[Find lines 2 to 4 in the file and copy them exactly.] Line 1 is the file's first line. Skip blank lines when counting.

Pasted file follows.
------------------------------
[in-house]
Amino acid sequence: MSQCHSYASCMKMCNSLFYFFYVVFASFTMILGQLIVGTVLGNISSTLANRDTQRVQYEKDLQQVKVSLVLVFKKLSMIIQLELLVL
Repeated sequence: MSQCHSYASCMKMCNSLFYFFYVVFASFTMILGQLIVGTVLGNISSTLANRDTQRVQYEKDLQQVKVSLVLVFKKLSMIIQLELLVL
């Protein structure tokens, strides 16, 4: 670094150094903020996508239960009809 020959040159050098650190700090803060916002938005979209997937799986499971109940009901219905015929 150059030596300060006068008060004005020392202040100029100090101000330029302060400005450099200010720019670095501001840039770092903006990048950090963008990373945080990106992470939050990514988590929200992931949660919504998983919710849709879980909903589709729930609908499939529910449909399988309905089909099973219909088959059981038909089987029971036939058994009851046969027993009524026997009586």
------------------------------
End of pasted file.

Amino acid sequence: MSQCHSYASCMKMCNSLFYFFYVVFASFTMILGQLIVGTVLGNISSTLANRDTQRVQYEKDLQQVKVSLVLVFKKLSMIIQLELLVL
Repeated sequence: MSQCHSYASCMKMCNSLFYFFYVVFASFTMILGQLIVGTVLGNISSTLANRDTQRVQYEKDLQQVKVSLVLVFKKLSMIIQLELLVL
């Protein structure tokens, strides 16, 4: 670094150094903020996508239960009809 020959040159050098650190700090803060916002938005979209997937799986499971109940009901219905015929 150059030596300060006068008060004005020392202040100029100090101000330029302060400005450099200010720019670095501001840039770092903006990048950090963008990373945080990106992470939050990514988590929200992931949660919504998983919710849709879980909903589709729930609908499939529910449909399988309905089909099973219909088959059981038909089987029971036939058994009851046969027993009524026997009586």